Here we present four examples of different ways to use the Survey Simulator to gain statistically valuable information about TNO populations. In section 3.1, we demonstrate how to use the Survey Simulator to forward-bias the output of dynamical simulations and then statistically compare the biased simulation with a distribution of real TNOs. In section 3.2, we use the Survey Simulator to build a parametric intrinsic distribution and then bias this distribution by our surveys, examining survey biases for a particular TNO subpopulation in detail. The Survey Simulator can also be used to measure the size of the intrinsic population required to produce a given number of detections in a survey; this is demonstrated in section 3.3. And finally, in section 3.4, we demonstrate a handy aspect of the Survey Simulator: using non-detections from a survey to set statistical upper limits on TNO subpopulations. We hope that these examples will prove useful for dynamical modelers who want a statistically powerful way to test their models.

This example expands on the analysis of Lawler et al. (

The four giant planets and including the effects of Galactic tides and stellar flybys (simulation from Kaib et al.,

The four giant planets with an additional 10 Earth mass planet having

The four giant planets with an additional 10 Earth mass planet having

The four giant planets and an additional 2 Earth mass rogue planet that started with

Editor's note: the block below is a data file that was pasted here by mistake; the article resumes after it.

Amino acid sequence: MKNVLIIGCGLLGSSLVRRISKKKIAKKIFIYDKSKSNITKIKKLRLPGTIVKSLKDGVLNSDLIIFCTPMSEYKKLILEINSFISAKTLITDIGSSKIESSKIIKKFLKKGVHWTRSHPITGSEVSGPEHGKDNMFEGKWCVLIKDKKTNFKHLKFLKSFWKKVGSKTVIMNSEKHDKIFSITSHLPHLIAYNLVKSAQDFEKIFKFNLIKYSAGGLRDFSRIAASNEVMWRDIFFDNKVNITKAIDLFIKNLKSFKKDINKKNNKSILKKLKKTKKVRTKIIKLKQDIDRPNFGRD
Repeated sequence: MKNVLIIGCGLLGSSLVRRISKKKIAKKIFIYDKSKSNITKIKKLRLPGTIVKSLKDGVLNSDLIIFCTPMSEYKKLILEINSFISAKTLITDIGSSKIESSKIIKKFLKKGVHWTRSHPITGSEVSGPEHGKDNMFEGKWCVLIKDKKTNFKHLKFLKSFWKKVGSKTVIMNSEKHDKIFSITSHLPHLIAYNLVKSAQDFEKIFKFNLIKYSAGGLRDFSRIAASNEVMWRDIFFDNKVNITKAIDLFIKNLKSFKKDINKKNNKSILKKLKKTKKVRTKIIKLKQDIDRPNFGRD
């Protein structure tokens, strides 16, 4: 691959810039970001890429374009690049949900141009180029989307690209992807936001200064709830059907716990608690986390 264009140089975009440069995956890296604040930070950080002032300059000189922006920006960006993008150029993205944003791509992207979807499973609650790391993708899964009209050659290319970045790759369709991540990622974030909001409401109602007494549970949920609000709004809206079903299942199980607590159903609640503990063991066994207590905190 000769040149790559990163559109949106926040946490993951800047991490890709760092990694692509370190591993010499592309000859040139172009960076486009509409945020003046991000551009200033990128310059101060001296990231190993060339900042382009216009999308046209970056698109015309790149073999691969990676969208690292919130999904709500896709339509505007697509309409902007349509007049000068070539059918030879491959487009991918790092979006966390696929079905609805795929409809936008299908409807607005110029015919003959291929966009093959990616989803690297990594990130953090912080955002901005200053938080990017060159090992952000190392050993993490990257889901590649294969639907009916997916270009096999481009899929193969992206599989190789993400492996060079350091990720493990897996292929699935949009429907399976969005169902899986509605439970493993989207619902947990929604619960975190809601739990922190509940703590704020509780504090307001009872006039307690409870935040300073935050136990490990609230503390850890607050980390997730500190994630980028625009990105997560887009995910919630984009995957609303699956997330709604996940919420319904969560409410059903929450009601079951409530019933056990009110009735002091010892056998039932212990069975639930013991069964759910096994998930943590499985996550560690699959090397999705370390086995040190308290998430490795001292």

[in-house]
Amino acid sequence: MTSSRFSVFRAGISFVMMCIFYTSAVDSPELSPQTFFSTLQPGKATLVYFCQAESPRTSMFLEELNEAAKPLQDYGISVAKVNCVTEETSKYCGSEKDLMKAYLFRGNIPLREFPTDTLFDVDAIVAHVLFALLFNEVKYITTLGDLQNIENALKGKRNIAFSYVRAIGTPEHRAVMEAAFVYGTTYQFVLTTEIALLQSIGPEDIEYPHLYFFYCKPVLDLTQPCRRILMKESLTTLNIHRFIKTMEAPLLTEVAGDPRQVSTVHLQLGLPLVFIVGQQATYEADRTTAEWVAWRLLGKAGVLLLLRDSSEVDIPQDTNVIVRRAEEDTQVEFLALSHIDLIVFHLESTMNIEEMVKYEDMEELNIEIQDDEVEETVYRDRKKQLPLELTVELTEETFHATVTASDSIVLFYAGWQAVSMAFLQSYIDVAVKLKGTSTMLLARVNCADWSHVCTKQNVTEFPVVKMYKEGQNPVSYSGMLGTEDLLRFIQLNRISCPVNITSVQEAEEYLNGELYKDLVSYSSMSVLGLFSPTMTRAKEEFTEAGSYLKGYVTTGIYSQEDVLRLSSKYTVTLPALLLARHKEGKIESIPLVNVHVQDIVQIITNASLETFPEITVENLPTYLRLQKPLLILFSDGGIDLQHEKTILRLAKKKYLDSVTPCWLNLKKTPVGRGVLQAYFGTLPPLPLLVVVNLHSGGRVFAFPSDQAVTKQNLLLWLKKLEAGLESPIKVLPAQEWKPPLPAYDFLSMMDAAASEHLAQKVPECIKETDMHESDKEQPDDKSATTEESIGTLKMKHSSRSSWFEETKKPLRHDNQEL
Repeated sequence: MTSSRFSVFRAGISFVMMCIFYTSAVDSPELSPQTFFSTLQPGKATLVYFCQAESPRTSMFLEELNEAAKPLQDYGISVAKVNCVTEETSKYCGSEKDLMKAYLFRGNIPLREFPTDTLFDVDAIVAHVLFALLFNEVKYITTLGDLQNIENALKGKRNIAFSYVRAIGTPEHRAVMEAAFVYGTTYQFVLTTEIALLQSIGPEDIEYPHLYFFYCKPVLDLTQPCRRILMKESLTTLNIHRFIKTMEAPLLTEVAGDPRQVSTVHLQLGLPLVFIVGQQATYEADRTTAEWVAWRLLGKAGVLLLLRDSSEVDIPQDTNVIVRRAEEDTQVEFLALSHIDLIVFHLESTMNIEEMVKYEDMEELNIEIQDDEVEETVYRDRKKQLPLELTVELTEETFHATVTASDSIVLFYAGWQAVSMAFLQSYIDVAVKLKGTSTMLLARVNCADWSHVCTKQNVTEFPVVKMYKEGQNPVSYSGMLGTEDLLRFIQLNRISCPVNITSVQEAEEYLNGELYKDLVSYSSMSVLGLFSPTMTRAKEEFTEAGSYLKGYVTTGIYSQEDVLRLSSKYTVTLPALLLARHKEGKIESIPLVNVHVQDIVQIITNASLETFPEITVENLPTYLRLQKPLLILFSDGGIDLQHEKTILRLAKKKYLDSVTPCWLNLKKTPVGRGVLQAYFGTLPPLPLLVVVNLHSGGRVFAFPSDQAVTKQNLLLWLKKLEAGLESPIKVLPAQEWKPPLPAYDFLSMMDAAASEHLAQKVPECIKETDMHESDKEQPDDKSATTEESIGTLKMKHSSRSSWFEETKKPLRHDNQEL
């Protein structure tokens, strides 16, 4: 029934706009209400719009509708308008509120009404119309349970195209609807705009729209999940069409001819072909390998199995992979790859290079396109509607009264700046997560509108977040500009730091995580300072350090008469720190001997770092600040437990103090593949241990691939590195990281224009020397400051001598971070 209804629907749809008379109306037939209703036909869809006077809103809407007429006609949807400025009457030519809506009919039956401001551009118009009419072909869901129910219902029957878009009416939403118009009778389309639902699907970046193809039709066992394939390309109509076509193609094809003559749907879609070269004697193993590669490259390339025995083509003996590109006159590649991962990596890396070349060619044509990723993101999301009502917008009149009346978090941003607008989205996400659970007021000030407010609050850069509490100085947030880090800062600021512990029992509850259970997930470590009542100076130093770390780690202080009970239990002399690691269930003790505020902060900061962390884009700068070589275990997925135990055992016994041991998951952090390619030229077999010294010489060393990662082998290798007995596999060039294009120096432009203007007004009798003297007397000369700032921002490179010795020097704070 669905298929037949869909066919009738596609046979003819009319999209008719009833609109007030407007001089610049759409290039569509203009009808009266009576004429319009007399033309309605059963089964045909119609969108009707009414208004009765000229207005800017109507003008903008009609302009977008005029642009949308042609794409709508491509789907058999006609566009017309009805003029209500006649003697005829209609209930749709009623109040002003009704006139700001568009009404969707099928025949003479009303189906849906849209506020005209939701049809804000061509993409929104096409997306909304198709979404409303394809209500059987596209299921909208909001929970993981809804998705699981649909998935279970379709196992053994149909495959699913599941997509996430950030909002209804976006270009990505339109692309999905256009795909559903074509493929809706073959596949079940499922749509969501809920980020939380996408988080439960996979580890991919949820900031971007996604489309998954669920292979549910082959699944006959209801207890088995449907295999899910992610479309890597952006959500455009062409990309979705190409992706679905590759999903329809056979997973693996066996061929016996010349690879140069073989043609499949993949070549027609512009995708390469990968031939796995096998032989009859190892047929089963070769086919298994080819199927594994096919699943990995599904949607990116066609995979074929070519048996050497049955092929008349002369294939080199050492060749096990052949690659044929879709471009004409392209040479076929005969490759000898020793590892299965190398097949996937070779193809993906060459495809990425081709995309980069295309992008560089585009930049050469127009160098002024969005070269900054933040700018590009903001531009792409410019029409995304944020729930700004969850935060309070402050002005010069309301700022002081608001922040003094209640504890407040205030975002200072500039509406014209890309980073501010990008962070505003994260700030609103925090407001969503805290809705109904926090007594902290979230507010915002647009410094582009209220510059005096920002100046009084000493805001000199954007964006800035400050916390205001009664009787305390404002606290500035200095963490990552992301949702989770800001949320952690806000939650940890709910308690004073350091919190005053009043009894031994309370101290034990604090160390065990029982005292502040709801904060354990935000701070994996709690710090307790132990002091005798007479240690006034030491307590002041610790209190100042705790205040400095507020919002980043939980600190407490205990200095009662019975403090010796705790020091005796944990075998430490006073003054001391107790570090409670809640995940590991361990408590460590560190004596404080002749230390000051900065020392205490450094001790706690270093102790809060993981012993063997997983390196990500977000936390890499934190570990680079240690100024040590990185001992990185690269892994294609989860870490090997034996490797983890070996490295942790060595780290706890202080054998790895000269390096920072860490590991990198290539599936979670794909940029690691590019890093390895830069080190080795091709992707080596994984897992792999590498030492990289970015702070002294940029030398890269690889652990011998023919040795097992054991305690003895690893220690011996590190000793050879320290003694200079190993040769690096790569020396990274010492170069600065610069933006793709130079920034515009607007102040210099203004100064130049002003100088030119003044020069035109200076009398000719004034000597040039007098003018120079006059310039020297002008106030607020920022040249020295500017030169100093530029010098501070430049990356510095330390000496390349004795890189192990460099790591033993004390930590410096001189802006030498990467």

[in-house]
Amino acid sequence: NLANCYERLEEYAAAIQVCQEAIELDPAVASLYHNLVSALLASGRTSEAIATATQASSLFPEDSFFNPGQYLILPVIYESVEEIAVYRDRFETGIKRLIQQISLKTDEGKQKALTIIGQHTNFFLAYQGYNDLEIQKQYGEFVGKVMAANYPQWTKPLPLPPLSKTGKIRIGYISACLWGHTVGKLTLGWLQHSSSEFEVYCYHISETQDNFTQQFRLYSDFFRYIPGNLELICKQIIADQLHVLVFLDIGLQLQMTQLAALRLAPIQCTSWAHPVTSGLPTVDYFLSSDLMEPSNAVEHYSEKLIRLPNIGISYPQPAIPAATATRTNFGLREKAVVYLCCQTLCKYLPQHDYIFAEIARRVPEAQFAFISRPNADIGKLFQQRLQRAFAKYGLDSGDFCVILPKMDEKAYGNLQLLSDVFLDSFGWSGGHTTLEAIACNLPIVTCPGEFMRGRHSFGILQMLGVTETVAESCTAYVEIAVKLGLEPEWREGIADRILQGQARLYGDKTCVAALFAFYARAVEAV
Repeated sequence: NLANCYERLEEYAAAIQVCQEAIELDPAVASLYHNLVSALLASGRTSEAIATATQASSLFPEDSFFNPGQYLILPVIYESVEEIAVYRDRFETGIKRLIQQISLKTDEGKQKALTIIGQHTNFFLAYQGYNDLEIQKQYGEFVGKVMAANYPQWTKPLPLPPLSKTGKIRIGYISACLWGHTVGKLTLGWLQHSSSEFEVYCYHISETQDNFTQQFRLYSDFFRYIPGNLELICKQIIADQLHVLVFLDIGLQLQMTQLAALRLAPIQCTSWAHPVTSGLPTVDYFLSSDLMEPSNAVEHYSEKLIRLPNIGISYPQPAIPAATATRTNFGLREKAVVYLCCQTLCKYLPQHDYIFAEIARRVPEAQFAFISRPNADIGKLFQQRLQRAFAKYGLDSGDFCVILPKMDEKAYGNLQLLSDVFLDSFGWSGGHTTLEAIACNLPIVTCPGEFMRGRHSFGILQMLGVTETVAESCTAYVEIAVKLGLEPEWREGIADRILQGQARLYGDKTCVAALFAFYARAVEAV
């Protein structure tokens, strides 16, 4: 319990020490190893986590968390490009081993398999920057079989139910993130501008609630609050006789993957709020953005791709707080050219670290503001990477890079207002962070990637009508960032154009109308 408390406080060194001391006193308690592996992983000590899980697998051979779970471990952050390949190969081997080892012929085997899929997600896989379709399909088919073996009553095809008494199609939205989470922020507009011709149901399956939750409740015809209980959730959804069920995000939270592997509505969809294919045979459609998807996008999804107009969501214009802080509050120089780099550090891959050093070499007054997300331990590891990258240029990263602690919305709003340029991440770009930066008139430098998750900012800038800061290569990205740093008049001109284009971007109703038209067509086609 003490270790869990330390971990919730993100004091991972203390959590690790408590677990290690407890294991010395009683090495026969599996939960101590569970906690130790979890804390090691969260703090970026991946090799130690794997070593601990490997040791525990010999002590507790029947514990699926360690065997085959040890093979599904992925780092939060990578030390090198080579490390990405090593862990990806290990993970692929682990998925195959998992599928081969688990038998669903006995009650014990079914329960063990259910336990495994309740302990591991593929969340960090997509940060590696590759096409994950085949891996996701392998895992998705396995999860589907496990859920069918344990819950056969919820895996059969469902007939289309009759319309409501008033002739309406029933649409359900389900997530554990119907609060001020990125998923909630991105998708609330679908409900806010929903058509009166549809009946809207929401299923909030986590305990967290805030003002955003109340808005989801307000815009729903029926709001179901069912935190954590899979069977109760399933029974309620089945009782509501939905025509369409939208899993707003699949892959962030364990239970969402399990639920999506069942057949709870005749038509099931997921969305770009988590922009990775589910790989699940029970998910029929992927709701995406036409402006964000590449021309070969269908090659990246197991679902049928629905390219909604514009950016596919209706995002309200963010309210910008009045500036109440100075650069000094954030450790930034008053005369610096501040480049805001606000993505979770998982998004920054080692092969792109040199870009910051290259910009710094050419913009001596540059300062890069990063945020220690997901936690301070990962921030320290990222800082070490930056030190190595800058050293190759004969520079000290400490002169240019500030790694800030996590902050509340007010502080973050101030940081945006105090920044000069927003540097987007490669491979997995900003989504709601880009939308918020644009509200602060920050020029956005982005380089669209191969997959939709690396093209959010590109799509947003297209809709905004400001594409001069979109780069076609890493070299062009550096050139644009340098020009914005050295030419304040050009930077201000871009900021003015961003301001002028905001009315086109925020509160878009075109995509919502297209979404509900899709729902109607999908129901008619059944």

The papers which have recently proposed the presence of a distant undiscovered massive planet (popularly referred to as “Planet 9”; Trujillo and Sheppard, ^{4}

Here we demonstrate how to use the results of well-characterized surveys to compare real TNO detections to the output of a dynamical model, comprising a list of orbits. We visualize this output with a set of cumulative distributions. Figure _{r}, pericenter distance _{r}. The outputs from the four emplacement models are shown by different colors in the plot, with the intrinsic distributions shown as dotted lines, and the forward-biased simulated detection distributions as solid lines. These intrinsic distributions have all been cut to only include the pericenter and semimajor axis range predicted by Batygin and Brown (

Cumulative distributions of TNOs in six different parameters: semimajor axis _{r}, pericenter distance _{r}. The result of four different emplacement models are presented: the known Solar System (orange), the Solar System plus a circular orbit Planet 9 (blue), or plus an eccentric orbit Planet 9 (gray), and a “rogue” planet simulation (purple). The intrinsic model distributions are shown with dotted lines, and the resulting simulated detections in solid lines. Black circles show non-resonant TNOs discovered by the OSSOS ensemble having

We cannot directly compare the output from these dynamical simulations covering such a huge range of

The solid lines in Figure

These models have not been explicitly constructed in an attempt to produce the orbital and magnitude distribution of the elements in the detection range, so the following exercise is pedagogic rather than attempting to be diagnostic. All these models statistically fail dramatically in producing several of the distributions shown here (discussed in detail later in this section), but how they fail allows one to understand what changes to the model may be required. All the models generically produce a slight misbalance in both the absolute (lower right panel of Figure _{r}-magnitude distribution from Lawler et al. (